2) In a heavy, cast iron pan heat two tablespoons butter over medium high heat.  Take turns browning the short ribs on all sides, 4 to 5 minutes per side.  Do this in multiple batches if need be.  Scrap up any burned bits from the pan when done.

Short ribs loving them some butter

"Fired up, ready to go!"

3) Once the short ribs are all browned, and back outside the pot (like in the picture above) it’s time to create the base for the liquid.  Melt the remaining butter over medium high heat, and saute the onion, celery, and carrot until they start to soften.

4) When the vegetables begin to brown, add the garlic and cook for an additional minute.  Then add the second bottle of wine, stock or broth, sugar, and herbs.  Stir to combine.

5) Add the meat back to the pan, cover, and put into the oven.  Cook for about two hours, until the meat falls apart with a fork.  The great thing about braising is that it’s very difficult to overcook the meat.  Check it maybe twice during cooking, to make sure the sauce isn’t boiling but other than that just let it be.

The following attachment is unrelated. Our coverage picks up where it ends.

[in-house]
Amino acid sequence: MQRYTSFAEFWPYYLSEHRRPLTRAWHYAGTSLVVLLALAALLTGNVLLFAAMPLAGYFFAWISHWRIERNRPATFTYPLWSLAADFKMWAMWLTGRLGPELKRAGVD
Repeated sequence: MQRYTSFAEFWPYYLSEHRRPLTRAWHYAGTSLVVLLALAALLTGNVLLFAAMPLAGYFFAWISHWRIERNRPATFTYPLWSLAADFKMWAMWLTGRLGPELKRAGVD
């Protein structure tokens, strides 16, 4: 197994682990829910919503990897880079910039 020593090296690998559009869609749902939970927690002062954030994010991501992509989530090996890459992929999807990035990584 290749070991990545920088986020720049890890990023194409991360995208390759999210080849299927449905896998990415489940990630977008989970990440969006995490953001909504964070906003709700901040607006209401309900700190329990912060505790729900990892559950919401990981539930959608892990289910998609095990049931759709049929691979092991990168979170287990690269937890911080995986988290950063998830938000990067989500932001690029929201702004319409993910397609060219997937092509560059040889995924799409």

6) When the meat is ready, remove the pan from the oven and spoon the meat out.  Place the pan over high heat and reduce the sauce down by 2/3 or more.  The more you reduce the sauce, the more concentrated the flavor gets.  Season with salt and pepper if you need to.  You can also add butter or flour as a thickening agent at this point.

Braising liquid reducing.

7) To serve – plate some mashed potatoes, a parsnip and celery root puree, polenta, etc.  (You didn’t make any?  Well maybe if you weren’t playing Call of Duty you would have had time to!  Not my problem.)  Spoon one to two short ribs on the plate, and top with sauce.  It should look like this.

You don't have to go to Jared if you can do this.

How to Take This to the Next Level

Okay, a few tips on really making this thing incredible.